Receiving Urgent Market Message Push Notifications from Nord Pool

This post is about using Nord Pool push notifications to receive urgent market messages, UMMs, in a Java application. It is mainly of interest for people in the energy sector, but could also be useful to someone looking to receive notifications using SignalR in a Java environment.

Nord Pool

Nord Pool is a European market for trading power (electricity), owned by Nasdaq.

Urgent Market Messages

An urgent market message, or UMM, is used in the energy sector to inform the market about planned and unplanned events that affect the available power in production, consumption or transmission units. For example, information about a planned maintenance of a nuclear power plant would be sent as a UMM, as would information about a power line connecting two countries being cut by mistake.

Nord Pool aggregates UMMs from European power companies and provide a REST API to get UMMs. They also provide push notifications to asynchronously receive real-time UMM information using SignalR.


SignalR is a Microsoft library for sending asynchronous notifications from servers to clients using standard web protocols.

There are two versions of SignalR that are not compatible: ASP.NET SignalR and ASP.NET Core SignalR. The Nord Pool push notifications use the older ASP.NET SignalR version, so it is important to use a client that supports that version.

In this case, we’re looking for a Java client, and luckily there is one available on GitHub. The readme for this project marks it as obsolete, and points to a version that supports the newer ASP.NET Core SignalR. However, since we want to connect to Nord Pool we will ignore the warning and use the old version.

There does not seem to be any version of the Java client uploaded to a Maven repository, so the first step is to clone the Git repository and build the code locally. There are Gradle build scripts available; I did not have Gradle available where I’m currently working, so I added simple POM files and built using Maven. The only module that is required for what we are doing here is signalr-client-sdk.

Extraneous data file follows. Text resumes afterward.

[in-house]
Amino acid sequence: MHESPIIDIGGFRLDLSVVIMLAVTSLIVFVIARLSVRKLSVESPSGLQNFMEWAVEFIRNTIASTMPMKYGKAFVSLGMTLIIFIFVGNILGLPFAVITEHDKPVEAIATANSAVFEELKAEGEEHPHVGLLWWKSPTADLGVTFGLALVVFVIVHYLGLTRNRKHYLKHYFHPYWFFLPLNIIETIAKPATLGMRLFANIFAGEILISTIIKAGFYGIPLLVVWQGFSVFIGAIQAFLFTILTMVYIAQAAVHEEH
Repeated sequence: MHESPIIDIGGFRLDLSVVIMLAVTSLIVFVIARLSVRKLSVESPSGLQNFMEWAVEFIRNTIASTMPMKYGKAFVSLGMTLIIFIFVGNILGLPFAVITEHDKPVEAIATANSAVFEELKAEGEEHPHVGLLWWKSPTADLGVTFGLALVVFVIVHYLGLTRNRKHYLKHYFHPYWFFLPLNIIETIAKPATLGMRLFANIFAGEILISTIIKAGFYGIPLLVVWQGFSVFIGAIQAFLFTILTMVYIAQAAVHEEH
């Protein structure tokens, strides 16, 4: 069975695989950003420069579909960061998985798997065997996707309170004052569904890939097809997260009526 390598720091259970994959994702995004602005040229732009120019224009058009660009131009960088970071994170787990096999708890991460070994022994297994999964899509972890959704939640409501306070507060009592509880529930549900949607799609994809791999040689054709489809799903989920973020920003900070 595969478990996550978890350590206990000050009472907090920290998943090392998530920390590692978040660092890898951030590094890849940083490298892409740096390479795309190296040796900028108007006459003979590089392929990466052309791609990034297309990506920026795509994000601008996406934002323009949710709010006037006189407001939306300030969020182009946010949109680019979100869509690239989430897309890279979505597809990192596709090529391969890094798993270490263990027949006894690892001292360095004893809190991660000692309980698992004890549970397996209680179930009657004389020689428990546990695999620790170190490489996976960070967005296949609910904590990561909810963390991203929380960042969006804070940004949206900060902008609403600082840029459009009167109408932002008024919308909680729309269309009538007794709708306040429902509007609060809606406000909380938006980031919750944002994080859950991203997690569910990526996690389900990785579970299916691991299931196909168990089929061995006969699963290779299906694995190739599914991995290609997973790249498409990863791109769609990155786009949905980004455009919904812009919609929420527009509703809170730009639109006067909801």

Listening for Notifications Using the Java Client

Let’s develop a Java domain service that listens for UMM notifications and calls registered handlers when UMM events occur. We start by defining the service interface that allows you to register new handlers, and start listening:

public interface UmmNotificationService {
    void registerNotificationHandler(UmmNotificationHandler notificationHandler);
    void startListeningForNotifications();

The Nord Pool push notification documentation describes three types of events:

  • New message
  • Update message
  • Cancel / dismiss message

We therefore define a notification handler interface with three methods corresponding to the events:

public interface UmmNotificationHandler {
    void onNewMessage(String jsonUmm);
    void onUpdateMessage(String jsonUmm);
    void onDismissMessage(String jsonUmm);

Note that the methods are defined to take strings with the JSON representation of the UMMs. This is in order to make the example simpler; in a real system you would normally create a Umm entity and a factory class UmmFactory to create Umm objects from their JSON representation.

We can now create an empty implementation of the service interface, so that we can start writing an integration test (note that we anticipate that we will need to define which URL to connect to):